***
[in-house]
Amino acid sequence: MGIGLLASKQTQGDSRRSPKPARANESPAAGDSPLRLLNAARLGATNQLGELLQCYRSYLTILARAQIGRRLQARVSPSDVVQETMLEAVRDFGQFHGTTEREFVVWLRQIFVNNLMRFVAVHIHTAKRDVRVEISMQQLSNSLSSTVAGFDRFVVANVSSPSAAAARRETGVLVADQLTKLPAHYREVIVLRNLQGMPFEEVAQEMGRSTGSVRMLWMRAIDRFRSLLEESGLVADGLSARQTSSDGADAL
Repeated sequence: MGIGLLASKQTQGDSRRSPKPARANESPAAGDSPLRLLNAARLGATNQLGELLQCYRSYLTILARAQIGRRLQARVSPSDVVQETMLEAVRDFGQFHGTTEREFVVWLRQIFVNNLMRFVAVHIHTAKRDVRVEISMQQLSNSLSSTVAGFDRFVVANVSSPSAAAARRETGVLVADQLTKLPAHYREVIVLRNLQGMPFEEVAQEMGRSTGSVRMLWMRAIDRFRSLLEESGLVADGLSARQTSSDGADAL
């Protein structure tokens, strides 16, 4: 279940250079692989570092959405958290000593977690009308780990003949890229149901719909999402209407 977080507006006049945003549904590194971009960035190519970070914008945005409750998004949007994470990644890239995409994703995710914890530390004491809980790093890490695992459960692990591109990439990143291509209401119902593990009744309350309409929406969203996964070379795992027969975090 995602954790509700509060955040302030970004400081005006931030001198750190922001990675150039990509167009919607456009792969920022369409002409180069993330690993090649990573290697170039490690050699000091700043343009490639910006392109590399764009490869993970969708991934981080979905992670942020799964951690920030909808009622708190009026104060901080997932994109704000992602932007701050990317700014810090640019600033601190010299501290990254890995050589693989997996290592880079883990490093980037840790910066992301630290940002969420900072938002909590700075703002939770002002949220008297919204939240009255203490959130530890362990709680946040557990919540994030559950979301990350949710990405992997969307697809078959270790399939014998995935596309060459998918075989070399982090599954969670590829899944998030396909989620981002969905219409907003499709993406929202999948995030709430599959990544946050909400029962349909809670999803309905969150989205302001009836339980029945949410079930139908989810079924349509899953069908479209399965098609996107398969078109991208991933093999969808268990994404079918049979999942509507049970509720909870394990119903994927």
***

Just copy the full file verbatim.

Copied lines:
[in-house]
Amino acid sequence: MGIGLLASKQTQGDSRRSPKPARANESPAAGDSPLRLLNAARLGATNQLGELLQCYRSYLTILARAQIGRRLQARVSPSDVVQETMLEAVRDFGQFHGTTEREFVVWLRQIFVNNLMRFVAVHIHTAKRDVRVEISMQQLSNSLSSTVAGFDRFVVANVSSPSAAAARRETGVLVADQLTKLPAHYREVIVLRNLQGMPFEEVAQEMGRSTGSVRMLWMRAIDRFRSLLEESGLVADGLSARQTSSDGADAL
Repeated sequence: MGIGLLASKQTQGDSRRSPKPARANESPAAGDSPLRLLNAARLGATNQLGELLQCYRSYLTILARAQIGRRLQARVSPSDVVQETMLEAVRDFGQFHGTTEREFVVWLRQIFVNNLMRFVAVHIHTAKRDVRVEISMQQLSNSLSSTVAGFDRFVVANVSSPSAAAARRETGVLVADQLTKLPAHYREVIVLRNLQGMPFEEVAQEMGRSTGSVRMLWMRAIDRFRSLLEESGLVADGLSARQTSSDGADAL
């Protein structure tokens, strides 16, 4: 279940250079692989570092959405958290000593977690009308780990003949890229149901719909999402209407 977080507006006049945003549904590194971009960035190519970070914008945005409750998004949007994470990644890239995409994703995710914890530390004491809980790093890490695992459960692990591109990439990143291509209401119902593990009744309350309409929406969203996964070379795992027969975090 995602954790509700509060955040302030970004400081005006931030001198750190922001990675150039990509167009919607456009792969920022369409002409180069993330690993090649990573290697170039490690050699000091700043343009490639910006392109590399764009490869993970969708991934981080979905992670942020799964951690920030909808009622708190009026104060901080997932994109704000992602932007701050990317700014810090640019600033601190010299501290990254890995050589693989997996290592880079883990490093980037840790910066992301630290940002969420900072938002909590700075703002939770002002949220008297919204939240009255203490959130530890362990709680946040557990919540994030559950979301990350949710990405992997969307697809078959270790399939014998995935596309060459998918075989070399982090599954969670590829899944998030396909989620981002969905219409907003499709993406929202999948995030709430599959990544946050909400029962349909809670999803309905969150989205302001009836339980029945949410079930139908989810079924349509899953069908479209399965098609996107398969078109991208991933093999969808268990994404079918049979999942509507049970509720909870394990119903994927």